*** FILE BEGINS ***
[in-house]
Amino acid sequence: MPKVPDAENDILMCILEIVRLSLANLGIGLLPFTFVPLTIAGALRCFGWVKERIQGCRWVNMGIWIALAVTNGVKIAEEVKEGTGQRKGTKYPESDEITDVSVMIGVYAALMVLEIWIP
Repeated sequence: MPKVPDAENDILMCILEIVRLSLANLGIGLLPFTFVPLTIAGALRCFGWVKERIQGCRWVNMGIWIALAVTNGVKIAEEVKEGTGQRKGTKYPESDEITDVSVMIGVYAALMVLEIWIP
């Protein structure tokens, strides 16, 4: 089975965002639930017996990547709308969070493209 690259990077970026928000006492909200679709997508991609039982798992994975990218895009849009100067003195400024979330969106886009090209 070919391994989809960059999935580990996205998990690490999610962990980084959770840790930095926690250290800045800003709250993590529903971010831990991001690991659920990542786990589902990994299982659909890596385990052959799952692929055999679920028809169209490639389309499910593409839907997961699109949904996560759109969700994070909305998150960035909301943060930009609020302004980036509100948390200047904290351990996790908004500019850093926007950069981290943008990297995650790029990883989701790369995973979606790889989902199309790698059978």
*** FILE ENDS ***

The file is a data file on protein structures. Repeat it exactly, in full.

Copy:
[in-house]
Amino acid sequence: MPKVPDAENDILMCILEIVRLSLANLGIGLLPFTFVPLTIAGALRCFGWVKERIQGCRWVNMGIWIALAVTNGVKIAEEVKEGTGQRKGTKYPESDEITDVSVMIGVYAALMVLEIWIP
Repeated sequence: MPKVPDAENDILMCILEIVRLSLANLGIGLLPFTFVPLTIAGALRCFGWVKERIQGCRWVNMGIWIALAVTNGVKIAEEVKEGTGQRKGTKYPESDEITDVSVMIGVYAALMVLEIWIP
């Protein structure tokens, strides 16, 4: 089975965002639930017996990547709308969070493209 690259990077970026928000006492909200679709997508991609039982798992994975990218895009849009100067003195400024979330969106886009090209 070919391994989809960059999935580990996205998990690490999610962990980084959770840790930095926690250290800045800003709250993590529903971010831990991001690991659920990542786990589902990994299982659909890596385990052959799952692929055999679920028809169209490639389309499910593409839907997961699109949904996560759109969700994070909305998150960035909301943060930009609020302004980036509100948390200047904290351990996790908004500019850093926007950069981290943008990297995650790029990883989701790369995973979606790889989902199309790698059978």